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Monday, January 30, 2006

Is shopping at Wal-Mart immoral?

Is shopping at Wal-Mart immoral?
"Big discounters help the poor make ends meet, but they create more poverty when they pay low wages and force local stores to close. It's a conundrum facing investors and shoppers alike."

By G. Jeffrey MacDonald

I thought this was pretty interesting article. Comments appreciated, I want to see what you think.

Saturday, January 28, 2006

Freedom in Firms

In class the other day someone asked whether we would be discussing alternative normative frameworks. We will, later. In the meantime, I think you can find a useful discussion of a topic we will explicitly discuss later, right here:
"As Berlin defined it, negative liberty refers to freedom from coercion. In this sense, liberty is a political concept, which can only be understood with regard to the issue of the use of violence among men. In other words, an individual is free if he can do what he wants to do with what he owns without anyone stopping him from doing so (i.e. using violence or the threat of it against him). As Herbert Spencer explained, this means that everyone enjoying negative liberty also has a duty to respect others doing the same (the law of equal freedom). For those interested in a non-utilitarian version of it, see one of my favorite books by Murray Rothbard’s, The Ethics of Liberty."

The entire piece is worth reading.


Here is something I posted to Economics & Liberty some time ago that might help you understand BCA.

Wednesday, January 25, 2006

Congress Seeks to Rein In Special Executive Pensions

Congress Seeks to Rein In
Special Executive Pensions
Proposal Would Push Firms
To Ensure Workers' Plans
Get Adequate Funding First
January 25, 2006; Page A1

WASHINGTON -- Rankled by the rich retirement payouts many troubled companies make to executives, Congress is moving to block such companies from funding the lavish packages.

The provision, tucked into legislation that would shore up the federal agency that provides a safety net for private-sector pensions, would keep financially troubled companies from setting aside any special pension benefits for top executives if their pension plans for rank-and-file employees weren't adequately funded.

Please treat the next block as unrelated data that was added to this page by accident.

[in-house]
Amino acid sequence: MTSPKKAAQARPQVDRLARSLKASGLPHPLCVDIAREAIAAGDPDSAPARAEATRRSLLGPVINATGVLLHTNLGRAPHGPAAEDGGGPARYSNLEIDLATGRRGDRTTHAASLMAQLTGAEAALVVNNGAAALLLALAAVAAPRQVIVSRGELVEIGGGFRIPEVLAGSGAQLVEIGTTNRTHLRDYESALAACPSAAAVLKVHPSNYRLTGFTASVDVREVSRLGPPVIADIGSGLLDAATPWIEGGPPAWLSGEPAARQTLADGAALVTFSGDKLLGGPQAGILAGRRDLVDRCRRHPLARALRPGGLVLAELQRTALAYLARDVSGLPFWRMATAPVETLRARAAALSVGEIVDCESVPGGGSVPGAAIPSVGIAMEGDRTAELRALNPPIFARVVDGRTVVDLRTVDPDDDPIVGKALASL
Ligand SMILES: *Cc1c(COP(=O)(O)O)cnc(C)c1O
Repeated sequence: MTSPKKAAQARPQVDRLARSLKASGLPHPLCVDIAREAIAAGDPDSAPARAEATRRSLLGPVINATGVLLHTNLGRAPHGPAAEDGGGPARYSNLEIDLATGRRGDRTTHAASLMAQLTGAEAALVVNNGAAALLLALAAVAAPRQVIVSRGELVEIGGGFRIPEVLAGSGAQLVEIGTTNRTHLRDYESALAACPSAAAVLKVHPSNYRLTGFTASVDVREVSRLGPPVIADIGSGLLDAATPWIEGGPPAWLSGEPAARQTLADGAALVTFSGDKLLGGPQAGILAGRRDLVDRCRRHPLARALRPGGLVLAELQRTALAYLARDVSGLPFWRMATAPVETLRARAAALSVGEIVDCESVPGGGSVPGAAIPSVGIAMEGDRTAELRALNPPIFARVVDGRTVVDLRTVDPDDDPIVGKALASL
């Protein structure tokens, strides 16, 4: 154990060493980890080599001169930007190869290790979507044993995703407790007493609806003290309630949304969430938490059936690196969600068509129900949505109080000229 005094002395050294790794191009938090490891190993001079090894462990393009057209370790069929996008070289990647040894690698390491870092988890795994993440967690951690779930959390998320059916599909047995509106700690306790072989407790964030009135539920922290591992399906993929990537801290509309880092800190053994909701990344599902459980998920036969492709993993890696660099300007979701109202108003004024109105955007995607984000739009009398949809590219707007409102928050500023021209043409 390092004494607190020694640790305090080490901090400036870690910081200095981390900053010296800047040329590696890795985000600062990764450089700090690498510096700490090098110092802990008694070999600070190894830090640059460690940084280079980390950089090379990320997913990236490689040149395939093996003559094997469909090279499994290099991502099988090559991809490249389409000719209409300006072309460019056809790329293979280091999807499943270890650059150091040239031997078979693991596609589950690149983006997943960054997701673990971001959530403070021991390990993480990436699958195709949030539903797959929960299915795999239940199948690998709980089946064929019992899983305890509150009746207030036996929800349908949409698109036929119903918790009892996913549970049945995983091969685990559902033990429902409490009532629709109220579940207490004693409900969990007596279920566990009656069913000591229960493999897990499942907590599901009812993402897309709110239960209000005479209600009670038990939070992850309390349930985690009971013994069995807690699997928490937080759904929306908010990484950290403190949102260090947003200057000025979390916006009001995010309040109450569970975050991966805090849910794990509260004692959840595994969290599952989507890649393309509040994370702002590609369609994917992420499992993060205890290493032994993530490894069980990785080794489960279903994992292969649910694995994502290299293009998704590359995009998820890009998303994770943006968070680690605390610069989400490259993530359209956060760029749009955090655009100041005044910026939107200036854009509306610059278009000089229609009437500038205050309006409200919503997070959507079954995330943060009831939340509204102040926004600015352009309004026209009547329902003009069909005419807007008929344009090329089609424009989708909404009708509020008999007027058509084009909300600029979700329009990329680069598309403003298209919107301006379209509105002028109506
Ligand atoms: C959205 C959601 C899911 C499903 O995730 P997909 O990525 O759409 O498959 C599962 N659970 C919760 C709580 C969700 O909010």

I think this story provides a great illustration of something to watch out for when reading the news. What seems to be the story line that is emphasized sounds something like the following.

Congress has noticed that there are corporations with private pension plans for employees that are in financial bad shape. One example would be United Airlines which has had to significantly reduce promised pension payouts to employees. At the same time, at least some of the corporations in this trouble with their employee pension programs have been continuing to pay "executives lavish pensions." Perhaps one obvious conclusion to be drawn from this story is that corporations and corporate executives can indeed be very bad and selfish characters. Further, we might here this illustration used to question the reliance on unregulated economic activity in general.

It is this last point that one should be careful about. One may want to blame the incentives of markets for this sad state of affairs. But, as is often the case, what we see on the surface may not lead us to an accurate explanation for situation people are concerned with. I suggest that when you read a story like this it is important to always ask if government is already involved. It is often the case that politicians who are concerned about some evil of the market today are actually looking for a new public policy to fix a problem today that is the result of public policy in the past. Is that the case here? That's very possible.

The rest of the story involves a government program to insure private defined benefit pension programs. This program changes the incentives faced by the private companies. Specifically, this situation seems to me to be well described by the concept of moral hazard. If part of the risk of bankruptcy in a pension program is shifted to the taxpayers, then we can predict that private companies will respond with more risky choices in the pension programs. We can also expect more private pension bankruptcies than would be the case without the government insurance program. If a corporation can provide a pension program for employees with a government insurance backup, then it seems the corporation would see a change in incentives with respect to executive pension programs, assuming there are two different pension programs. That is, the government's insurance would free some resources that could be devoted to executive pensions as well as other activities of the corporation. So, it seems quite possible that efforts by politicians today might not have ever been thought of if Congress hadn't some years ago decided to use tax dollars to insure private defined benefit pension programs.